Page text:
Retail sales rose this month at the sharpest pace in nearly seven years as consumer spending powered the economic recovery, a closely watched survey suggests.
The CBI found that a net balance of 60 per cent of retailers reported higher sales in the year to August. This was up from 23 per cent in July and the highest reading since December 2014, according to its distributive trades survey.
Although demand is robust, businesses are struggling with operational challenges as labour shortages are affecting supply. Stock levels reached another record low as lack of materials continued to plague the economy.
The shortages are also creating inflationary pressure in the sector. The CBI said that selling prices in the three months to August rose at their fastest pace since November 2017 and that they are likely to continue rising over the coming months.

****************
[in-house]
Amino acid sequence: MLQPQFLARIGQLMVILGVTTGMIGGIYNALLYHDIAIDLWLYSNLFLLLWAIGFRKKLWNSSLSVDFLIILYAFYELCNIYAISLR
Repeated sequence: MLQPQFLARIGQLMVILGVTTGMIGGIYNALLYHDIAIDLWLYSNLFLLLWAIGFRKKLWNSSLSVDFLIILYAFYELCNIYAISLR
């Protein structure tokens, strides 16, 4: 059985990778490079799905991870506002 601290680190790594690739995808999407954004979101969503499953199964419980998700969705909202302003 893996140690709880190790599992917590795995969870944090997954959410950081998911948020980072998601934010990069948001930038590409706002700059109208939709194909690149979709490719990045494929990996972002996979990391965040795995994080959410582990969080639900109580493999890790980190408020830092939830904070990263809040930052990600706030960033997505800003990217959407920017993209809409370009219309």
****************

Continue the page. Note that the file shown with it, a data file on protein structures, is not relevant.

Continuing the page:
Of the 104 businesses surveyed by the CBI, a net balance of 73 per cent said that prices were up compared with the same month a year ago. This was up from 53 per cent in May.
The figures suggest that the retail industry is holding up more strongly than economists expected. Analysts had been pencilling in a fall to 20 per cent amid signs that demand for goods is declining as consumers start spending on services such as restaurants instead. Official data for July showed that retail sales fell considerably during the month as broader parts of the economy emerged from lockdown.
Alpesh Paleja, economist at the CBI, said: “A ramping up in retail sales growth in the year to August shows just how much consumer demand continues to spur economic recovery.
“While sales growth is set to remain strong, a more definitive shift in household spending towards consumer services is anticipated later in the year, leading to greater normalisation of growth in the retail sector.”